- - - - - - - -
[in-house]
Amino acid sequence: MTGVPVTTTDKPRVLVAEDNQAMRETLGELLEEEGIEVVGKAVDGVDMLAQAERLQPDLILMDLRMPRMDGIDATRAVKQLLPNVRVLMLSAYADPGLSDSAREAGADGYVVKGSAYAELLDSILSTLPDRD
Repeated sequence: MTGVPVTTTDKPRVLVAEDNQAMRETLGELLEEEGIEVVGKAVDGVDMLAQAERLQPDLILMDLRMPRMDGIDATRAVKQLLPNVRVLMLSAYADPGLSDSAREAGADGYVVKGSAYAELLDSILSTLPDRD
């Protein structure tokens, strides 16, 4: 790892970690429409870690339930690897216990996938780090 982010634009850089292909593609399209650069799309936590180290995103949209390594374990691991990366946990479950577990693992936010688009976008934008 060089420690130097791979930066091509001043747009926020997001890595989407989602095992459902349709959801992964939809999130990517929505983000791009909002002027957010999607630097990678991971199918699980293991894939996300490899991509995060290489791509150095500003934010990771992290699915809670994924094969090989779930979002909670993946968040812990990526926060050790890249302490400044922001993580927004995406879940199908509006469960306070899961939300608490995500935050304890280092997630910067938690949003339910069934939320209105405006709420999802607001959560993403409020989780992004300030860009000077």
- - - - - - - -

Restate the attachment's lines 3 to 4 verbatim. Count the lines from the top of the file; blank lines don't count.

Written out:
Repeated sequence: MTGVPVTTTDKPRVLVAEDNQAMRETLGELLEEEGIEVVGKAVDGVDMLAQAERLQPDLILMDLRMPRMDGIDATRAVKQLLPNVRVLMLSAYADPGLSDSAREAGADGYVVKGSAYAELLDSILSTLPDRD
């Protein structure tokens, strides 16, 4: 790892970690429409870690339930690897216990996938780090 982010634009850089292909593609399209650069799309936590180290995103949209390594374990691991990366946990479950577990693992936010688009976008934008 060089420690130097791979930066091509001043747009926020997001890595989407989602095992459902349709959801992964939809999130990517929505983000791009909002002027957010999607630097990678991971199918699980293991894939996300490899991509995060290489791509150095500003934010990771992290699915809670994924094969090989779930979002909670993946968040812990990526926060050790890249302490400044922001993580927004995406879940199908509006469960306070899961939300608490995500935050304890280092997630910067938690949003339910069934939320209105405006709420999802607001959560993403409020989780992004300030860009000077």